Here’s your chance to virtually meet the top 30 middle school scientists in the country
While the Broadcom MASTERS 2020 finalists will be competing virtually this year, members of the public will still have an opportunity to meet the students. The Broadcom MASTERS Science and Engineering Project Showcase will open on October 20 at 10 a.m. EDT. Finalists will be at their booths through a live chat to respond to questions from 2-4 p.m. EDT. The Society will also be providing educational materials that are designed to support virtual field trips for students of all ages. In addition, visitors will have access to the STEM Experiential Hall, where they will find numerous interactive and immersive STEM experiences. Learn more about a few of the Broadcom MASTERS 2020 finalists’ projects below.
Abhijeet Ghosh, 11, from Marietta, Georgia, knows recycling is important for our planet, so he focused his science fair project on a convenient way to sort trash in order to reduce the instances where recyclables are contaminated by regular waste. To do so, he wrote a computer program to work in tandem with Google’s TensorFlow image classification model. After training the model with hundreds of pictures of waste items, Abhijeet taught it to recognize six different categories of waste. He then combined his artificial intelligence (AI) model with a robot built from LEGO Mindstorms pieces. The robot was equipped with a camera, sensors and a Raspberry Pi. “When I got started with research on AI for this project, I had a hard time grasping how machine learning, deep learning and convoluted neural network models can be built and trained,” he said. “To solve this, I began by learning linear regression and prediction, which uses the same mathematics as neural networks. This helped me to understand the complex mathematics of neural networks.”
Elise Rina, 14, from Orlando, Florida, is concerned about the number of cases where parents accidentally lock their young children in hot cars, so she redesigned an infant car seat. “Florida ranks high in the nation for hot car deaths. I chose my project because I believe that many of these deaths can be prevented through technology,” she noted. Elise added temperature and pressure sensors, so that if heat inside the car hit a preset level and a child is strapped in the seat, an alarm would go off—buzzers would sound and lights would flash. Elise’s system also connects to the car motor that controls window functions. So, when the alarm is triggered, the car window will lower, letting in air and allowing for someone outside the car to rescue the trapped child.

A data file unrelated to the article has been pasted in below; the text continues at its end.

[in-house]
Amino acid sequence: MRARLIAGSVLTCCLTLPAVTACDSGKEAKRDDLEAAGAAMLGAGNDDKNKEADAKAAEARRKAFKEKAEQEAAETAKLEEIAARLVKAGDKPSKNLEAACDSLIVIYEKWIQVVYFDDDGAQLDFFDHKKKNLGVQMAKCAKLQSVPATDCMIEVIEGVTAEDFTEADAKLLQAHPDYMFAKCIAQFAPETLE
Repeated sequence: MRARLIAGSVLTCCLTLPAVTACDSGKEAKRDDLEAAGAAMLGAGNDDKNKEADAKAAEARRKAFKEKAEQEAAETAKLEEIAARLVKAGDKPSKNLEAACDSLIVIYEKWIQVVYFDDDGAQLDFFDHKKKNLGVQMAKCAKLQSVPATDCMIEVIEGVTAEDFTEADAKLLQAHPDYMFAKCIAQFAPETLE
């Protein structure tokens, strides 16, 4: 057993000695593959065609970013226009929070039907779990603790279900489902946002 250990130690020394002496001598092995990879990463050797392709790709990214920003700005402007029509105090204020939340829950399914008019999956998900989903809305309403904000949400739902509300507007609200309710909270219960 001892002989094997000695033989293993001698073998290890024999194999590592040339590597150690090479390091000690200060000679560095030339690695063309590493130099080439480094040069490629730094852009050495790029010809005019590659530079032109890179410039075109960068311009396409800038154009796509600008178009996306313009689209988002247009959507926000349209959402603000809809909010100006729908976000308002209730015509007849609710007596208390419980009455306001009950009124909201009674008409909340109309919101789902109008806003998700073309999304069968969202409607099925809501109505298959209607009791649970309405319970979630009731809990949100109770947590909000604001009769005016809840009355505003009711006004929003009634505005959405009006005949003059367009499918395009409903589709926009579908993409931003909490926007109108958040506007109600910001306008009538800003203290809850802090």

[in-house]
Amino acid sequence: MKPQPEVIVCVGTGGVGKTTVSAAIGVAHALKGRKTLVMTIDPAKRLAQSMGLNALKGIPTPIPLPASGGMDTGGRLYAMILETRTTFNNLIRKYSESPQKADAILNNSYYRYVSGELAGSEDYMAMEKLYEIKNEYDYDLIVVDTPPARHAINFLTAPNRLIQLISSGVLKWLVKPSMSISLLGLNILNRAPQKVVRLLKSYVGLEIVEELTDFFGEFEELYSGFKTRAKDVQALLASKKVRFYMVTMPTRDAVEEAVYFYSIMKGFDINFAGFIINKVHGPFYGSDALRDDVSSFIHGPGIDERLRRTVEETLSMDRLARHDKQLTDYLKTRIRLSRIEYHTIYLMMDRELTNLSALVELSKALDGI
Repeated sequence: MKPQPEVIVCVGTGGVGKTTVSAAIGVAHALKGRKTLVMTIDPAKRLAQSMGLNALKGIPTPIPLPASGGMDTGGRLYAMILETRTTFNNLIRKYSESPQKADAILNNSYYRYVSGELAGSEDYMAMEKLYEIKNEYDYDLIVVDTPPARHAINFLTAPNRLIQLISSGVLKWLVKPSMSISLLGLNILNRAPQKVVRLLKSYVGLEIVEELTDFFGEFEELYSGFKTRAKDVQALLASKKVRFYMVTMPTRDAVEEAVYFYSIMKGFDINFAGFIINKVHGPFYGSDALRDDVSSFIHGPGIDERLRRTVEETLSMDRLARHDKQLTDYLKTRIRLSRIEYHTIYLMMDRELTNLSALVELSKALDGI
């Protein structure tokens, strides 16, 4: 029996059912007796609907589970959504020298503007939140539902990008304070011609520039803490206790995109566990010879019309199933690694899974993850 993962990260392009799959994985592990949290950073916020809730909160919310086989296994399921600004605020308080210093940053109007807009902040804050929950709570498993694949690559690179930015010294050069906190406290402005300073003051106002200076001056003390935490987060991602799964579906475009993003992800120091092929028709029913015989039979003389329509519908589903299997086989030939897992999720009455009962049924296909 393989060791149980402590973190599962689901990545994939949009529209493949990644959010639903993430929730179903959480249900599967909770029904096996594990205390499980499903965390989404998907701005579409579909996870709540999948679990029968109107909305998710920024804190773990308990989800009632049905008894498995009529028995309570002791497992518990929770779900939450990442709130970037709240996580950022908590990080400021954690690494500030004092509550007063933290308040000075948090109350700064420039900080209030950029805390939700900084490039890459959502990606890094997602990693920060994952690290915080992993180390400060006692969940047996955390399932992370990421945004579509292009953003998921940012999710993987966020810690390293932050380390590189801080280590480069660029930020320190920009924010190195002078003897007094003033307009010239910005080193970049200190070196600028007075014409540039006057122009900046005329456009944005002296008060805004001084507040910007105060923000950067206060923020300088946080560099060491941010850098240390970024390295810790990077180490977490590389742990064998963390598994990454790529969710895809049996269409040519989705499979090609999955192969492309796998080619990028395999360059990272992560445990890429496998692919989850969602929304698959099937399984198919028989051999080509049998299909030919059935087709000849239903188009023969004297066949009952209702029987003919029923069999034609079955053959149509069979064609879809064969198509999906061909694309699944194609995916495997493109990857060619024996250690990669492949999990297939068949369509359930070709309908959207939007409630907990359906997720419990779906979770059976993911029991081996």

Kai Vernooy, 14, from Niskayuna, New York, worked on a project to help identify and fix gerrymandering. “I chose this topic because of the lack of current solutions, and because of the magnitude of the problem,” he explained. He and his teammates worked with different math tools and census data to come up with a program capable of analyzing voting maps and flagging extreme cases of gerrymandering. They wrote algorithms to draw optimal precincts, minimize partisanship in each area and rate the actual voting district. So far, the group has used the program they devised to examine voting maps for 26 states. Kai hopes to continue his research and analyze all 50 states after results of the 2020 U.S. Census are reported. “COVID-19 has made me realize what a huge issue political polarization in the U.S. is,” he reflected. “My project is important due to its potential to increase the quality of our democratic system.”
Angela Zhan, 13, from Logan, Utah, looked into microbial strains capable of effectively degrading plastics. She collected soil samples from a landfill site in northern Utah and then grew microbes from her samples in a potato dextrose broth. Gene sequencing helped her confirm three types of fungus that were breaking down the plastic into smaller chemical units. “The long-term goal of my research is to discover and engineer novel microbes to convert oil-based plastic wastes to bioplastics,” Angela says. “I have been interested in developing new technologies to build or repair the earth for a sustainable living environment, but never looked at invisible creatures such as viruses. The COVID-19 pandemic reminded me that they are a part of nature and we should learn how to live with them.” In the future, Angela might explore incorporating antiviral substances into plastics.
We hope to see you at the Broadcom MASTERS Science and Engineering Project Showcase! You can also visit the same virtual platform to watch the Winners Award Ceremony on October 21 at 7pm EDT and see who brings home the $25,000 Samueli Foundation Prize. Register here.